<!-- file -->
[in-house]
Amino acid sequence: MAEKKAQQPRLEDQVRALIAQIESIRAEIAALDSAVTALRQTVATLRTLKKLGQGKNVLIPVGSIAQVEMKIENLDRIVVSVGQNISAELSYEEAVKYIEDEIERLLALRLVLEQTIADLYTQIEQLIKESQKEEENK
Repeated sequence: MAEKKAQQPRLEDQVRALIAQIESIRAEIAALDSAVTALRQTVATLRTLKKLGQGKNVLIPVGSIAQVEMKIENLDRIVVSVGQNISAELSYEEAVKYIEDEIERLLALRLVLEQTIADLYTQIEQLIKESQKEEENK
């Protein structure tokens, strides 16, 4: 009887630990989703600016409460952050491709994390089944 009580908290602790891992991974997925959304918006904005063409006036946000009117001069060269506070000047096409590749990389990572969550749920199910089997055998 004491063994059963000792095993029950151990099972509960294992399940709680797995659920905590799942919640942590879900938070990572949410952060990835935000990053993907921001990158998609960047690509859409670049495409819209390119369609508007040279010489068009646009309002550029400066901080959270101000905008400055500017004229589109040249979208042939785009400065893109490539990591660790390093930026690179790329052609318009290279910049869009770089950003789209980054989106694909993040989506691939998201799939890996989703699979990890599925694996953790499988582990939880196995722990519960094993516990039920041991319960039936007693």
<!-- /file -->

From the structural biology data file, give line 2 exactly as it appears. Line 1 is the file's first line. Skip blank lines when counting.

Amino acid sequence: MAEKKAQQPRLEDQVRALIAQIESIRAEIAALDSAVTALRQTVATLRTLKKLGQGKNVLIPVGSIAQVEMKIENLDRIVVSVGQNISAELSYEEAVKYIEDEIERLLALRLVLEQTIADLYTQIEQLIKESQKEEENK